Bin Laden speaks in the vivid language of popular Islamic preachers, and builds on a deep and widespread resentment against the West and local ruling elites identified with it. The lack of formal outlets to express opinion on public concerns has created [a] democracy deficit in much of the Arab world, and this makes it easier for terrorists such as bin Laden, asserting that they act in the name of religion, to hijack the Arab street.
Bin Laden, the Arab “Street,” and the Middle East's Democracy Deficit
Dale F. Eickelman is Ralph and Richard Lazarus Professor of Anthropology and Human Relations at Dartmouth College. His most recent book is The Middle East and Central Asia: An Anthropological Approach, 4th ed. (Englewood Cliffs, N.J.: Prentice Hall, 2002). An earlier version of this article appeared as “The West Should Speak to the Arab in the Street,” Daily Telegraph (London), October 27, 2001.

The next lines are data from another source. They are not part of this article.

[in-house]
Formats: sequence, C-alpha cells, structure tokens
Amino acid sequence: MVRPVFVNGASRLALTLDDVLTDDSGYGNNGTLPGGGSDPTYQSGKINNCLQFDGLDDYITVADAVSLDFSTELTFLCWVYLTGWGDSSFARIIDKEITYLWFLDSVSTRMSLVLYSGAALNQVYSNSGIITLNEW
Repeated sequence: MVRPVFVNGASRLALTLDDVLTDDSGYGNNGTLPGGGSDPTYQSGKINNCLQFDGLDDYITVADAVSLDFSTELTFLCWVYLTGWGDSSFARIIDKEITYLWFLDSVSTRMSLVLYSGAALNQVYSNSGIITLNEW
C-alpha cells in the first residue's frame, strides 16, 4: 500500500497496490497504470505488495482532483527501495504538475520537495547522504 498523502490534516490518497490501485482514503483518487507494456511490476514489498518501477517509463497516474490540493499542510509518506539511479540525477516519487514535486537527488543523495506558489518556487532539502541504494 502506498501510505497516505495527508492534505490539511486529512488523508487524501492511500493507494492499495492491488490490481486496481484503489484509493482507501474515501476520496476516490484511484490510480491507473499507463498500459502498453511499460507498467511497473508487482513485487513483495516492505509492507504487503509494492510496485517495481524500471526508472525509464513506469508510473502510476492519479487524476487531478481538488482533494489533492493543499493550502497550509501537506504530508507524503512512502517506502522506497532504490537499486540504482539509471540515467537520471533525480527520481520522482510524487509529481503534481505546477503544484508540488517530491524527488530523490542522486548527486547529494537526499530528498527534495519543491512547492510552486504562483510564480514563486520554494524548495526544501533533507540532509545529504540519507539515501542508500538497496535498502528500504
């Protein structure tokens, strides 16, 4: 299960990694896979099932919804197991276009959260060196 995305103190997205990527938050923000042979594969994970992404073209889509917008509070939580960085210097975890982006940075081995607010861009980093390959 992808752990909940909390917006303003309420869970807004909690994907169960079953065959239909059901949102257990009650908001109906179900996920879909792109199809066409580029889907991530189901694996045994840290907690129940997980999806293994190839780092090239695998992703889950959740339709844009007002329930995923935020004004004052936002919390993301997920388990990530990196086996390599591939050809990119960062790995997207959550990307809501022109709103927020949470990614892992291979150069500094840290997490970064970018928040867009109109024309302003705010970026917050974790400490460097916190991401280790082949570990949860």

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Dale F. Eickelman; Bin Laden, the Arab “Street,” and the Middle East's Democracy Deficit. Current History 1 January 2002; 101 (651): 36–39. doi: https://doi.org/10.1525/curh.2001.101.651.36
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